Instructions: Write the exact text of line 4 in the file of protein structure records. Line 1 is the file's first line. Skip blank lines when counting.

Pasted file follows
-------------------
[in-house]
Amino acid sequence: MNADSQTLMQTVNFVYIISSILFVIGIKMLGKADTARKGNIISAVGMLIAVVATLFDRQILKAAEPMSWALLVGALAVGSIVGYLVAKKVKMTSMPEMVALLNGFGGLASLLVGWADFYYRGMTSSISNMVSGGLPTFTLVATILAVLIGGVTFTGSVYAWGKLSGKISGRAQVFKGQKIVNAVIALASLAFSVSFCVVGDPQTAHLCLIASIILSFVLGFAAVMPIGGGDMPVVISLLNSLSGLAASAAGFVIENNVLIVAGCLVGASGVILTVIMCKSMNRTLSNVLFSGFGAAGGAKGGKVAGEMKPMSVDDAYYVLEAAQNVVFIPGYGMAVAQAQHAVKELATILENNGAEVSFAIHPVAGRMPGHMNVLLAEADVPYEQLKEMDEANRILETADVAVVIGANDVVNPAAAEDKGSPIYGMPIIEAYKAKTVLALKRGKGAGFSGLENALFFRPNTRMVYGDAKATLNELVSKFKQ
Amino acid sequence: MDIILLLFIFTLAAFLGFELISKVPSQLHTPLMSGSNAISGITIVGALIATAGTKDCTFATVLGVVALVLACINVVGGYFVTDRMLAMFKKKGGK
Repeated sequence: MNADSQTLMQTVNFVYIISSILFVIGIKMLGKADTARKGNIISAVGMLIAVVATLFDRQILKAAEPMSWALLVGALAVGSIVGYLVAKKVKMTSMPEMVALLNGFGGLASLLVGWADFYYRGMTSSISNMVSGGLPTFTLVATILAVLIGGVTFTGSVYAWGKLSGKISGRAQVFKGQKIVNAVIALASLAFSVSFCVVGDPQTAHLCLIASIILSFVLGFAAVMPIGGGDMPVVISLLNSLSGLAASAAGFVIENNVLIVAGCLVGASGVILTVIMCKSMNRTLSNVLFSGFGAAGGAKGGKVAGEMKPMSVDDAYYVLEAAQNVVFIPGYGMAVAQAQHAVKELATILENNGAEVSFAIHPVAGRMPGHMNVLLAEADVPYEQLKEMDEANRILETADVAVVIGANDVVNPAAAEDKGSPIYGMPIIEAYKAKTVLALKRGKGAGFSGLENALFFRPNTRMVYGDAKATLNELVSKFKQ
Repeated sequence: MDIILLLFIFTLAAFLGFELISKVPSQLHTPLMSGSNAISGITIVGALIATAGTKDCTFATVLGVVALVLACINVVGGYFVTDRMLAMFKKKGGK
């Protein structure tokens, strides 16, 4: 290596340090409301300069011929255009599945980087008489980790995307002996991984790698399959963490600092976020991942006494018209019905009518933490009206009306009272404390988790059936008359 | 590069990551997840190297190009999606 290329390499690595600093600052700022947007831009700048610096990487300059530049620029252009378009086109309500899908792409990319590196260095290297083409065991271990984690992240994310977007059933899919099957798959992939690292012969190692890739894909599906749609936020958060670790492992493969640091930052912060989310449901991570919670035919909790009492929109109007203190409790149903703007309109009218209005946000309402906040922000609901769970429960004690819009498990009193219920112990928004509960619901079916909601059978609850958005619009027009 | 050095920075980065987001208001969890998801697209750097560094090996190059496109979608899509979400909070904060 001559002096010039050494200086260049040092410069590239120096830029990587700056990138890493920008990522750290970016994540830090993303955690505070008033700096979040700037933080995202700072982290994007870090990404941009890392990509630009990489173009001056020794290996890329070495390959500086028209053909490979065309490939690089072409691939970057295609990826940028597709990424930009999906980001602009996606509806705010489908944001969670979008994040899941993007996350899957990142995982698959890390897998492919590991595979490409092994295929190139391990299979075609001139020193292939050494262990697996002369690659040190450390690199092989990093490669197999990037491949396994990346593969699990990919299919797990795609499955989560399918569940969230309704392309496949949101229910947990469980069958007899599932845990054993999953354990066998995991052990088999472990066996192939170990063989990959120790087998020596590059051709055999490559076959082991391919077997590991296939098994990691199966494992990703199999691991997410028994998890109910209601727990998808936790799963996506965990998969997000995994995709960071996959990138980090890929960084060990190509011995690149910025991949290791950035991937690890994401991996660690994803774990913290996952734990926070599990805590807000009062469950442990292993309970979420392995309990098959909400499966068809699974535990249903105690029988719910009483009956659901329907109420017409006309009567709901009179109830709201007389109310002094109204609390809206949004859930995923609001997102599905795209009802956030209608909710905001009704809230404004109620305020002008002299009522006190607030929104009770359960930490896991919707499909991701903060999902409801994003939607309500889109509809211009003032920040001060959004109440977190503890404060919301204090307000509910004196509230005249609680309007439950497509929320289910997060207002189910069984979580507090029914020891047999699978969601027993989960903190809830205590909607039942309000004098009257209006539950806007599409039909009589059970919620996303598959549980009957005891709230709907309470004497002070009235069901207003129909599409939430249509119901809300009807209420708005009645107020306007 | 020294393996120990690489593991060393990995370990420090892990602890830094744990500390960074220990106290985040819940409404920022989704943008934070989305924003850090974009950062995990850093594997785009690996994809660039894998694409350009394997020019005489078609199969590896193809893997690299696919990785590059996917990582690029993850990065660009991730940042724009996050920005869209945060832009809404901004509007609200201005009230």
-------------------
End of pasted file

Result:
Repeated sequence: MNADSQTLMQTVNFVYIISSILFVIGIKMLGKADTARKGNIISAVGMLIAVVATLFDRQILKAAEPMSWALLVGALAVGSIVGYLVAKKVKMTSMPEMVALLNGFGGLASLLVGWADFYYRGMTSSISNMVSGGLPTFTLVATILAVLIGGVTFTGSVYAWGKLSGKISGRAQVFKGQKIVNAVIALASLAFSVSFCVVGDPQTAHLCLIASIILSFVLGFAAVMPIGGGDMPVVISLLNSLSGLAASAAGFVIENNVLIVAGCLVGASGVILTVIMCKSMNRTLSNVLFSGFGAAGGAKGGKVAGEMKPMSVDDAYYVLEAAQNVVFIPGYGMAVAQAQHAVKELATILENNGAEVSFAIHPVAGRMPGHMNVLLAEADVPYEQLKEMDEANRILETADVAVVIGANDVVNPAAAEDKGSPIYGMPIIEAYKAKTVLALKRGKGAGFSGLENALFFRPNTRMVYGDAKATLNELVSKFKQ